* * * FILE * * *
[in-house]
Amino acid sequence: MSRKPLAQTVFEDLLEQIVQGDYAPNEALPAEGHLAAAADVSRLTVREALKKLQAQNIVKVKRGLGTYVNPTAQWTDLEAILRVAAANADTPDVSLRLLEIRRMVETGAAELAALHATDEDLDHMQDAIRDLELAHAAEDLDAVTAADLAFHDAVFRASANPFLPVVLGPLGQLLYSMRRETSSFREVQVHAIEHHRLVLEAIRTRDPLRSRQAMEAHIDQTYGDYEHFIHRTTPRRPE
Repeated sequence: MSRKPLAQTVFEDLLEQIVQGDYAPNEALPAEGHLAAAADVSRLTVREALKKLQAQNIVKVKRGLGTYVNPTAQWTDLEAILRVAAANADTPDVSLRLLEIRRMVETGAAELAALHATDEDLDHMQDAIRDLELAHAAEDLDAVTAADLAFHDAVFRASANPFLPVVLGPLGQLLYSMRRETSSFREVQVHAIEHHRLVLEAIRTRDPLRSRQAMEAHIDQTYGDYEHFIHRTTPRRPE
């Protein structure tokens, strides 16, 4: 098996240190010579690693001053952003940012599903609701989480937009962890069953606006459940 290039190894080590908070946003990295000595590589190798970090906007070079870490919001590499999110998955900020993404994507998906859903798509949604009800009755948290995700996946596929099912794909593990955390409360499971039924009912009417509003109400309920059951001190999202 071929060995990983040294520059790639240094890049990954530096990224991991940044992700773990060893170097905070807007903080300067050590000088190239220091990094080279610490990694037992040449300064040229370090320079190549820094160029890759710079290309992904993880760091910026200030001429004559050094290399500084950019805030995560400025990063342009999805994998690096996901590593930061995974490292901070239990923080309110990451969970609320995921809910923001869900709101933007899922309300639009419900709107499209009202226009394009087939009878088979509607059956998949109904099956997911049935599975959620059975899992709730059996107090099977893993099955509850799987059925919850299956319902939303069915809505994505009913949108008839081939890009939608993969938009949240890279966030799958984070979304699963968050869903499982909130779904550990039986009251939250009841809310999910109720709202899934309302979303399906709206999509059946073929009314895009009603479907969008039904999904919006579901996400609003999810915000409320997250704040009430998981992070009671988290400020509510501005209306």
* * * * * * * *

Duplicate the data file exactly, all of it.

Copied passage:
[in-house]
Amino acid sequence: MSRKPLAQTVFEDLLEQIVQGDYAPNEALPAEGHLAAAADVSRLTVREALKKLQAQNIVKVKRGLGTYVNPTAQWTDLEAILRVAAANADTPDVSLRLLEIRRMVETGAAELAALHATDEDLDHMQDAIRDLELAHAAEDLDAVTAADLAFHDAVFRASANPFLPVVLGPLGQLLYSMRRETSSFREVQVHAIEHHRLVLEAIRTRDPLRSRQAMEAHIDQTYGDYEHFIHRTTPRRPE
Repeated sequence: MSRKPLAQTVFEDLLEQIVQGDYAPNEALPAEGHLAAAADVSRLTVREALKKLQAQNIVKVKRGLGTYVNPTAQWTDLEAILRVAAANADTPDVSLRLLEIRRMVETGAAELAALHATDEDLDHMQDAIRDLELAHAAEDLDAVTAADLAFHDAVFRASANPFLPVVLGPLGQLLYSMRRETSSFREVQVHAIEHHRLVLEAIRTRDPLRSRQAMEAHIDQTYGDYEHFIHRTTPRRPE
């Protein structure tokens, strides 16, 4: 098996240190010579690693001053952003940012599903609701989480937009962890069953606006459940 290039190894080590908070946003990295000595590589190798970090906007070079870490919001590499999110998955900020993404994507998906859903798509949604009800009755948290995700996946596929099912794909593990955390409360499971039924009912009417509003109400309920059951001190999202 071929060995990983040294520059790639240094890049990954530096990224991991940044992700773990060893170097905070807007903080300067050590000088190239220091990094080279610490990694037992040449300064040229370090320079190549820094160029890759710079290309992904993880760091910026200030001429004559050094290399500084950019805030995560400025990063342009999805994998690096996901590593930061995974490292901070239990923080309110990451969970609320995921809910923001869900709101933007899922309300639009419900709107499209009202226009394009087939009878088979509607059956998949109904099956997911049935599975959620059975899992709730059996107090099977893993099955509850799987059925919850299956319902939303069915809505994505009913949108008839081939890009939608993969938009949240890279966030799958984070979304699963968050869903499982909130779904550990039986009251939250009841809310999910109720709202899934309302979303399906709206999509059946073929009314895009009603479907969008039904999904919006579901996400609003999810915000409320997250704040009430998981992070009671988290400020509510501005209306």